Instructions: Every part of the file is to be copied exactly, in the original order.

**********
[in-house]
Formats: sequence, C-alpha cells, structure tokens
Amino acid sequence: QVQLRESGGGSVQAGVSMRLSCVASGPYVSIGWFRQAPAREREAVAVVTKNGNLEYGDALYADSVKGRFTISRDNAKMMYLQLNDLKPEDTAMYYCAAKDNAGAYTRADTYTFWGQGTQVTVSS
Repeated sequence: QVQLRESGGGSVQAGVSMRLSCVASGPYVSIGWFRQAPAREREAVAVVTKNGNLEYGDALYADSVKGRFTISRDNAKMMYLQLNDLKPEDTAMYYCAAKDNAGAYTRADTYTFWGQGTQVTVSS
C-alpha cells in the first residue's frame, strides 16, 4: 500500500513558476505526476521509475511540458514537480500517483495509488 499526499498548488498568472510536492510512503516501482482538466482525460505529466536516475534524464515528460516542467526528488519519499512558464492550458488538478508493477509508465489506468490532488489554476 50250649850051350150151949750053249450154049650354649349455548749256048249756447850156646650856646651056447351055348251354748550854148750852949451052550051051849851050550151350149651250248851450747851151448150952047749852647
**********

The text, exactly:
[in-house]
Formats: sequence, C-alpha cells, structure tokens
Amino acid sequence: QVQLRESGGGSVQAGVSMRLSCVASGPYVSIGWFRQAPAREREAVAVVTKNGNLEYGDALYADSVKGRFTISRDNAKMMYLQLNDLKPEDTAMYYCAAKDNAGAYTRADTYTFWGQGTQVTVSS
Repeated sequence: QVQLRESGGGSVQAGVSMRLSCVASGPYVSIGWFRQAPAREREAVAVVTKNGNLEYGDALYADSVKGRFTISRDNAKMMYLQLNDLKPEDTAMYYCAAKDNAGAYTRADTYTFWGQGTQVTVSS
C-alpha cells in the first residue's frame, strides 16, 4: 500500500513558476505526476521509475511540458514537480500517483495509488 499526499498548488498568472510536492510512503516501482482538466482525460505529466536516475534524464515528460516542467526528488519519499512558464492550458488538478508493477509508465489506468490532488489554476 50250649850051350150151949750053249450154049650354649349455548749256048249756447850156646650856646651056447351055348251354748550854148750852949451052550051051849851050550151350149651250248851450747851151448150952047749852647